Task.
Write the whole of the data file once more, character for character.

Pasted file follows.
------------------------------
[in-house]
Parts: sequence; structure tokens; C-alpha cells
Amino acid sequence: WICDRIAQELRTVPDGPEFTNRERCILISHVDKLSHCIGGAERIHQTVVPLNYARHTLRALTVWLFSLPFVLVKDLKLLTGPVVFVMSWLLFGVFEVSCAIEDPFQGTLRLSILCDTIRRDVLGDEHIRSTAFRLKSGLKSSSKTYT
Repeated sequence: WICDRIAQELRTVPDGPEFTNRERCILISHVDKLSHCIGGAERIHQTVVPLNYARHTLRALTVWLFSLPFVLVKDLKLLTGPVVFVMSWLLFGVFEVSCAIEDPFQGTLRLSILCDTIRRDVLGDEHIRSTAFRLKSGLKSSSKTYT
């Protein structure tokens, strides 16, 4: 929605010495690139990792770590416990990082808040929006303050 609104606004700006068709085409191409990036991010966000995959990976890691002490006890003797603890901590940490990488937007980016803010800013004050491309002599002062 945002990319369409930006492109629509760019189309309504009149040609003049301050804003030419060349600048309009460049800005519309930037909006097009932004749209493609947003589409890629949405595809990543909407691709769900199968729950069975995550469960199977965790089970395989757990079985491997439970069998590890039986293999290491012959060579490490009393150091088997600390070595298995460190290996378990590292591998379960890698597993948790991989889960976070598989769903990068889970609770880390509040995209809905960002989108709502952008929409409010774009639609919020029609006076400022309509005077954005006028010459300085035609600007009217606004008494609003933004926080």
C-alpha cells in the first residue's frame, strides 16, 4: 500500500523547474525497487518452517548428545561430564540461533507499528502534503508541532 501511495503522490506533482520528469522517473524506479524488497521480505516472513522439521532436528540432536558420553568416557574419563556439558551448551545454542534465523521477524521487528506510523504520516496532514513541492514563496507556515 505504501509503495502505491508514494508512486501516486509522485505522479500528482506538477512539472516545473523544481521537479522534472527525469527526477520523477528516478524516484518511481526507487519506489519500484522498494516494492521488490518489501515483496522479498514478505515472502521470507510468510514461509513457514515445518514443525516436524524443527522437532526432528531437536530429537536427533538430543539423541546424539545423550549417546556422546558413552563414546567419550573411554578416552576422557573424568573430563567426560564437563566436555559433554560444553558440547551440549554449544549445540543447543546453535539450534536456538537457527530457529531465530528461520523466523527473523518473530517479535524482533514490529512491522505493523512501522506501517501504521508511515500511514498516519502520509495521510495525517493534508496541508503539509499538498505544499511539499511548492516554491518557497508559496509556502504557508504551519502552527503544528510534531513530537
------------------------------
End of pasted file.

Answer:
[in-house]
Parts: sequence; structure tokens; C-alpha cells
Amino acid sequence: WICDRIAQELRTVPDGPEFTNRERCILISHVDKLSHCIGGAERIHQTVVPLNYARHTLRALTVWLFSLPFVLVKDLKLLTGPVVFVMSWLLFGVFEVSCAIEDPFQGTLRLSILCDTIRRDVLGDEHIRSTAFRLKSGLKSSSKTYT
Repeated sequence: WICDRIAQELRTVPDGPEFTNRERCILISHVDKLSHCIGGAERIHQTVVPLNYARHTLRALTVWLFSLPFVLVKDLKLLTGPVVFVMSWLLFGVFEVSCAIEDPFQGTLRLSILCDTIRRDVLGDEHIRSTAFRLKSGLKSSSKTYT
């Protein structure tokens, strides 16, 4: 929605010495690139990792770590416990990082808040929006303050 609104606004700006068709085409191409990036991010966000995959990976890691002490006890003797603890901590940490990488937007980016803010800013004050491309002599002062 945002990319369409930006492109629509760019189309309504009149040609003049301050804003030419060349600048309009460049800005519309930037909006097009932004749209493609947003589409890629949405595809990543909407691709769900199968729950069975995550469960199977965790089970395989757990079985491997439970069998590890039986293999290491012959060579490490009393150091088997600390070595298995460190290996378990590292591998379960890698597993948790991989889960976070598989769903990068889970609770880390509040995209809905960002989108709502952008929409409010774009639609919020029609006076400022309509005077954005006028010459300085035609600007009217606004008494609003933004926080």
C-alpha cells in the first residue's frame, strides 16, 4: 500500500523547474525497487518452517548428545561430564540461533507499528502534503508541532 501511495503522490506533482520528469522517473524506479524488497521480505516472513522439521532436528540432536558420553568416557574419563556439558551448551545454542534465523521477524521487528506510523504520516496532514513541492514563496507556515 505504501509503495502505491508514494508512486501516486509522485505522479500528482506538477512539472516545473523544481521537479522534472527525469527526477520523477528516478524516484518511481526507487519506489519500484522498494516494492521488490518489501515483496522479498514478505515472502521470507510468510514461509513457514515445518514443525516436524524443527522437532526432528531437536530429537536427533538430543539423541546424539545423550549417546556422546558413552563414546567419550573411554578416552576422557573424568573430563567426560564437563566436555559433554560444553558440547551440549554449544549445540543447543546453535539450534536456538537457527530457529531465530528461520523466523527473523518473530517479535524482533514490529512491522505493523512501522506501517501504521508511515500511514498516519502520509495521510495525517493534508496541508503539509499538498505544499511539499511548492516554491518557497508559496509556502504557508504551519502552527503544528510534531513530537